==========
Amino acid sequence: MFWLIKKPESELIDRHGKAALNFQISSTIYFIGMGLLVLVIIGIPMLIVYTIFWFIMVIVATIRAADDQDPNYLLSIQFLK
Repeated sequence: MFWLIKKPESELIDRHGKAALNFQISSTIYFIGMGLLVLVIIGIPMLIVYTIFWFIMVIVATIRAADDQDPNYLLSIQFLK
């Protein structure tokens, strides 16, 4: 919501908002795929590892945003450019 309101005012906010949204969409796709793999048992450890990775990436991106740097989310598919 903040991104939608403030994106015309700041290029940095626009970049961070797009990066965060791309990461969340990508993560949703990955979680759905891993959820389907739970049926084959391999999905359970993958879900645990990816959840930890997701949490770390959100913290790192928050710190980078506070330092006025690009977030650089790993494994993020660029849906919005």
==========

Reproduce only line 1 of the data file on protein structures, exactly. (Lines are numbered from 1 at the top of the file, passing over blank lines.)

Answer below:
Amino acid sequence: MFWLIKKPESELIDRHGKAALNFQISSTIYFIGMGLLVLVIIGIPMLIVYTIFWFIMVIVATIRAADDQDPNYLLSIQFLK